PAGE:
As soon as we have a new child in our home, we get peppered all the time with the questions about how we will encourage our young children’s brain development.
What school are your kids going to when they are older
What sports and actives are you going to have them do?
What instruments will you have them play
We know that 90% of a child’s brain is developed before the age of five and that this time is critical to defining their life possibilities. So the question then becomes, how do we best do this? How will we help them grow and learn and ready them with the key skills for life? (For the sake of this blog, let’s just assume that mommy has the luxury of choosing if she will or will not work. I know this isn’t true for all, and many families must make choices that are less-than-their ideal.)
How will we help our kids grow and learn and ready them with the key skills for life?
Often, early preschool involves parents putting a child in school as early as two years old, banking on the teachers at the school being able to put together a strong program which will lay down all the critical pathways in a young child’s brain: fine motor skills, gross motor skills, social development, emotional development, arts, music, sports, and preparation for reading, writing, and math.
Possible Upside: Someone else (the preschool / teacher) is paid to think through the critical development of the child, and parents get to do all the fun parts of development without worrying so much about “education” and “socialization”.
Possible Downside: Parents sometimes find themselves questioning if the child is getting enough of all the critical elements. Are the teachers able to provide enough care and nurture and support and personal contextualizing for every child in the classroom? Is it the best option for the child to be in school so early (ages 1 – 5), or do they need the care and guidance of their parent while still so young?
Homeschooling means a huge commitment from the parents (usually mom) and often homeschooling moms who choose this option work hard to find curriculums and establishing daily “homeschool” routines even when their children are as young as two years old. They usually set up a dedicated space in their house as “school” and spend money on getting it fully equipped with craft supplies, writing books, reading books, puzzles, instruments, etc.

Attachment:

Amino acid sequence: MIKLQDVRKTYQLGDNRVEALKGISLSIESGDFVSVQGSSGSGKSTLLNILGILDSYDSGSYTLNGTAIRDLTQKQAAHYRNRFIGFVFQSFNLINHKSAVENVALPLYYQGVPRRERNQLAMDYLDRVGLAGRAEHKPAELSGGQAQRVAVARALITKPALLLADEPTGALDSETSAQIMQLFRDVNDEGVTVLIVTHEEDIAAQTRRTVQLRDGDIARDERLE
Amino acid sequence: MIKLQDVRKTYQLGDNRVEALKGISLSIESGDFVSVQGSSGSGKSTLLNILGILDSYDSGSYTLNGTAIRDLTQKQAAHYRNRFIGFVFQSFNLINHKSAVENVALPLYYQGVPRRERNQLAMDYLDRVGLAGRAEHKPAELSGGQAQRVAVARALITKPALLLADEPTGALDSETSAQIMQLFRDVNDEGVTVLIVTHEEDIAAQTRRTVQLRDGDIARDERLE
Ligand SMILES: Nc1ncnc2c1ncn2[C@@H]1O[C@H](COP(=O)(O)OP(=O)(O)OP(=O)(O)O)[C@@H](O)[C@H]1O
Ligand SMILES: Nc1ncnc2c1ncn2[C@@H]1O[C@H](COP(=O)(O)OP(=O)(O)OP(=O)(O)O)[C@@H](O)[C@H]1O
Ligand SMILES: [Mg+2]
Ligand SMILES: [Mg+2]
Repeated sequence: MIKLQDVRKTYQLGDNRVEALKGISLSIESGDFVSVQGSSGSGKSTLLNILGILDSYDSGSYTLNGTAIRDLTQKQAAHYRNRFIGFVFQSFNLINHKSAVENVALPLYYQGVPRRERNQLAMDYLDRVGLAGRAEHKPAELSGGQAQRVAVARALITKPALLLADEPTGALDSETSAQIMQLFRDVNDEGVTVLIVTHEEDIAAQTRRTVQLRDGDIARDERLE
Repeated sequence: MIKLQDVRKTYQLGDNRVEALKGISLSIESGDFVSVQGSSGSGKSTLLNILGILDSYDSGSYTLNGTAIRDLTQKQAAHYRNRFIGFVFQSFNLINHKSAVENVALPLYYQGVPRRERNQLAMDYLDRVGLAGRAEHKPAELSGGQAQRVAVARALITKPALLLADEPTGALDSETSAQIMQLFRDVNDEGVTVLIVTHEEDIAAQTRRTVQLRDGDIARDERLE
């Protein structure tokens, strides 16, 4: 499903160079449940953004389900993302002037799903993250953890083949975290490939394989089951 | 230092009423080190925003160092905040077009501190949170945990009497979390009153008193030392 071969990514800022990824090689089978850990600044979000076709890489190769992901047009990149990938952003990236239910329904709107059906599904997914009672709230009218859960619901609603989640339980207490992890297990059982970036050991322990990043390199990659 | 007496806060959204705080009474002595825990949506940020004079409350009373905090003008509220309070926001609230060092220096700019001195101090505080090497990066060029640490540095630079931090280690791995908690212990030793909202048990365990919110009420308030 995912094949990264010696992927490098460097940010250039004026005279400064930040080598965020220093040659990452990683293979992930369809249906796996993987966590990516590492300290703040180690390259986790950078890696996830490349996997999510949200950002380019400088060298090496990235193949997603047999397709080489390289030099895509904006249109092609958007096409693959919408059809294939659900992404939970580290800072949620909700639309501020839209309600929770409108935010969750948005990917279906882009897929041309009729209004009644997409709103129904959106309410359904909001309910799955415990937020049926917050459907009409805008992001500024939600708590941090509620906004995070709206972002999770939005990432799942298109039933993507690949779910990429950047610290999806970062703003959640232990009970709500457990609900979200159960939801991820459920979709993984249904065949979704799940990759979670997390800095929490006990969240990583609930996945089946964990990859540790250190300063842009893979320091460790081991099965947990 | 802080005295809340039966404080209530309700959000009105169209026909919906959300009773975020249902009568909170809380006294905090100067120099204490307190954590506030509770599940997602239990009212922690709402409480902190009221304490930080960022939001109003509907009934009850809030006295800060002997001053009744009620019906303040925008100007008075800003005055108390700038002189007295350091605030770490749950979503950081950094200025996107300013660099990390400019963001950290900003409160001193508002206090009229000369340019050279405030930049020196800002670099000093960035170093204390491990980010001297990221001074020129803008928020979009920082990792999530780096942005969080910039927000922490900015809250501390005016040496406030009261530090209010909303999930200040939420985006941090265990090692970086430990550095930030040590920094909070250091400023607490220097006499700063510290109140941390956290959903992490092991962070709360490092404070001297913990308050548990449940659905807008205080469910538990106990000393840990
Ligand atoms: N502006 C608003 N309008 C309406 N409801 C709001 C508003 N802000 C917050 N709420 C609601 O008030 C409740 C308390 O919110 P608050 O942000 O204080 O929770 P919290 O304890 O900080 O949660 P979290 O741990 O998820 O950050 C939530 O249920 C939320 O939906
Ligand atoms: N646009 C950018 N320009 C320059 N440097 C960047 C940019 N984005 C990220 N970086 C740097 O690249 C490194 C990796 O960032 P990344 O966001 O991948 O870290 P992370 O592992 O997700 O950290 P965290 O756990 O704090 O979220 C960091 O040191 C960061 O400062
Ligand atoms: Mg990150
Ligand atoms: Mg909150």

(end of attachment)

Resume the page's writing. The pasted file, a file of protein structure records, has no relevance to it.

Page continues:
Possible Upside: Most likely the family will spend less money overall than if they were to put their child in preschool. The child also gets a huge amount of individual attention which is tailored specifically to his/her needs and preferences.
Possible Downside: Parents may feel like it’s all on them and/or that they are stuck at home for many hours a day without other kids and people around. They often get questioned by other people about if the child is getting enough socialization and stimulation.
The unschooling ideas have received a lot of media attention lately and the big concept is that children follow their interests and what they are excited about and the parents watch and lend support to their “learner-chosen” activities, using their interests as a springboard for other learning.
Possible Upside: There is no real planning and prep for the parents or even money spent, just a really good understanding of their children and what they seem interested in (and then use creativity in how to encourage learning as the child explores and learn interests).
Possible Downside: Children’s interests may not lead them to achieving the usual key learning goals such as colors, shapes, writing, gross motor skills, etc., meaning that the family may risk not laying all the child’s foundations for schooling in the future (which may or may not matter to the parents).
Although adventuring can be enjoyed whenever wherever, and can hugely complement any of the above schooling options, the reason why we put this alongside the “options” of schooling is because for many families, it is becoming a daily lifestyle / educational choice with small children, taking the place of other schooling options. For other families, adventuring greatly supports and enhances their other early childhood education choices.
Because there are twelve diverse categories of adventures to enjoy through Adventure Clubs, the children have many options that include all the categories a child would enjoy in school including education, socialization and stimulation, fine and gross motor skill development, music, dance, art, culture, sports and fitness and more (somewhat like the preschooling option).
Adventuring means that children are exposed to a wide array of things to discover each day, guided by their parent’s choices of which adventures to enjoy together with individual attention (somewhat like the homeschooling option).
Then as they discover things their children particularly like, they then enjoy those same adventures over and over (somewhat like the unschooling option).
Possible Upside: Adventures can happen anywhere anytime and pretty much anything could be an adventure (provided its safe and age-appropriate). Parents can choose to enjoy adventures in the morning, afternoon, evening, weekend or whenever it suits them. If there aren’t any then, they can create an adventure on the app and invite others to it. Parents may choose free and affordable adventures or only the premium, more exclusive ones, or a mix of free ones and ones they pay for. Best of all, adventuring gives children one of the best gifts a child could ever receive – their parents present and involved in their young lives.
Possible Downside: To adventure, parents / guardians must be present to enjoy the adventure with them. There is no teacher to take all the kids. The parents ARE the teachers in this adventuring school of life. So parents who choose adventuring as their primary early childhood education option need to be available to adventure often with their kids. Not all parents have this ability, time or interest.